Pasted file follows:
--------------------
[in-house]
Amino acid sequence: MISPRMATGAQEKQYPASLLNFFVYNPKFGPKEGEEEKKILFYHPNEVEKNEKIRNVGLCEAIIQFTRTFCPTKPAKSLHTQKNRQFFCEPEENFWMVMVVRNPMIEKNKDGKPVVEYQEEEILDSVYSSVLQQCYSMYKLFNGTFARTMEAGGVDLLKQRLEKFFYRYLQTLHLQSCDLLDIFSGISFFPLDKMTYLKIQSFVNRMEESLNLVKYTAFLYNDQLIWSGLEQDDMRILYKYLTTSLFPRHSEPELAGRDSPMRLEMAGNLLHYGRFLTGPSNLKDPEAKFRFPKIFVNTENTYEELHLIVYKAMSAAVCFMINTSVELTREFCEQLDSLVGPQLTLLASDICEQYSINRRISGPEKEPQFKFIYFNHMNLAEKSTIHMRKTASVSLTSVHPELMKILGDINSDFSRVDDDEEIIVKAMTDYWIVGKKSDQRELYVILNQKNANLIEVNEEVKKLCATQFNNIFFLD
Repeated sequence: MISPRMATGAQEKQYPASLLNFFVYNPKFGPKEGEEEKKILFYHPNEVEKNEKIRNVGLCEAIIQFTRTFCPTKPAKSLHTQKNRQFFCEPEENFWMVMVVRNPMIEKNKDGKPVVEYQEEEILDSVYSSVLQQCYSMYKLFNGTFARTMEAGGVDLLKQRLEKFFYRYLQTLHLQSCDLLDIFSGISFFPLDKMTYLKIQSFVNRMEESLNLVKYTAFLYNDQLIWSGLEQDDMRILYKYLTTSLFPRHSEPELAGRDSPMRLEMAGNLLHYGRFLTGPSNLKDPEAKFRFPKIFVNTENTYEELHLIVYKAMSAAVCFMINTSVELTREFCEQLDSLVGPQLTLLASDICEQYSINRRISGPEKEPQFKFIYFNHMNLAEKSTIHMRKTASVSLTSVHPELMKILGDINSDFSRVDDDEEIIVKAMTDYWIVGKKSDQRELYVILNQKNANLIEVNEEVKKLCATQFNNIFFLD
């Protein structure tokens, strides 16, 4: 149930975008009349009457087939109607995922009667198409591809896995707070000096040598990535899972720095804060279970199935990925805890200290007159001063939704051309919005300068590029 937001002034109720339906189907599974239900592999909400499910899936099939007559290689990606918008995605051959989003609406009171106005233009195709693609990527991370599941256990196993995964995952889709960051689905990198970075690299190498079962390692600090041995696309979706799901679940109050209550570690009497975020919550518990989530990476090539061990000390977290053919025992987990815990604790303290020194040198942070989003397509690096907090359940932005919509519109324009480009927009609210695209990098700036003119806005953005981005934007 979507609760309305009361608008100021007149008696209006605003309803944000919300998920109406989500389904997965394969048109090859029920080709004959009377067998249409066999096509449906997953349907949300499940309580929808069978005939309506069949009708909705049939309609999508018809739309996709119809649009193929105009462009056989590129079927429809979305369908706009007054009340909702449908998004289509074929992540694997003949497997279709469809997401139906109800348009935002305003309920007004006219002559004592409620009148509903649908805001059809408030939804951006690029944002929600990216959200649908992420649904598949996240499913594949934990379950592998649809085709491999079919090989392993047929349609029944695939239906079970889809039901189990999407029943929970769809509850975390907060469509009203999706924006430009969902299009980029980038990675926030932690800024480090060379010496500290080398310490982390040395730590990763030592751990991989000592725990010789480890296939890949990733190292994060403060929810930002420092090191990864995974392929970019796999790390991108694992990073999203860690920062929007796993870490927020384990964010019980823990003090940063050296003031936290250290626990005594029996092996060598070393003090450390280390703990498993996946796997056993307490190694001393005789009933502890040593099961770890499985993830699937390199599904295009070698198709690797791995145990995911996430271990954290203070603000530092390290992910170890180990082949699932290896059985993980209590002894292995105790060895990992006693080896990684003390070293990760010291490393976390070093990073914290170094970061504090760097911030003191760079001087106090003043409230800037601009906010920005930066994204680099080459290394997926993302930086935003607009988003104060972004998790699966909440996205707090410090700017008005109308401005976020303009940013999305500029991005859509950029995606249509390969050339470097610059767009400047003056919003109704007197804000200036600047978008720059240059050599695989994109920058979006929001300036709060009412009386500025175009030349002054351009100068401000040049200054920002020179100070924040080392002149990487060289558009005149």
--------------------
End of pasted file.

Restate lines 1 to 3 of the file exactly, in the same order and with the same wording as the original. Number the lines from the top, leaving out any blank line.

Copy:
[in-house]
Amino acid sequence: MISPRMATGAQEKQYPASLLNFFVYNPKFGPKEGEEEKKILFYHPNEVEKNEKIRNVGLCEAIIQFTRTFCPTKPAKSLHTQKNRQFFCEPEENFWMVMVVRNPMIEKNKDGKPVVEYQEEEILDSVYSSVLQQCYSMYKLFNGTFARTMEAGGVDLLKQRLEKFFYRYLQTLHLQSCDLLDIFSGISFFPLDKMTYLKIQSFVNRMEESLNLVKYTAFLYNDQLIWSGLEQDDMRILYKYLTTSLFPRHSEPELAGRDSPMRLEMAGNLLHYGRFLTGPSNLKDPEAKFRFPKIFVNTENTYEELHLIVYKAMSAAVCFMINTSVELTREFCEQLDSLVGPQLTLLASDICEQYSINRRISGPEKEPQFKFIYFNHMNLAEKSTIHMRKTASVSLTSVHPELMKILGDINSDFSRVDDDEEIIVKAMTDYWIVGKKSDQRELYVILNQKNANLIEVNEEVKKLCATQFNNIFFLD
Repeated sequence: MISPRMATGAQEKQYPASLLNFFVYNPKFGPKEGEEEKKILFYHPNEVEKNEKIRNVGLCEAIIQFTRTFCPTKPAKSLHTQKNRQFFCEPEENFWMVMVVRNPMIEKNKDGKPVVEYQEEEILDSVYSSVLQQCYSMYKLFNGTFARTMEAGGVDLLKQRLEKFFYRYLQTLHLQSCDLLDIFSGISFFPLDKMTYLKIQSFVNRMEESLNLVKYTAFLYNDQLIWSGLEQDDMRILYKYLTTSLFPRHSEPELAGRDSPMRLEMAGNLLHYGRFLTGPSNLKDPEAKFRFPKIFVNTENTYEELHLIVYKAMSAAVCFMINTSVELTREFCEQLDSLVGPQLTLLASDICEQYSINRRISGPEKEPQFKFIYFNHMNLAEKSTIHMRKTASVSLTSVHPELMKILGDINSDFSRVDDDEEIIVKAMTDYWIVGKKSDQRELYVILNQKNANLIEVNEEVKKLCATQFNNIFFLD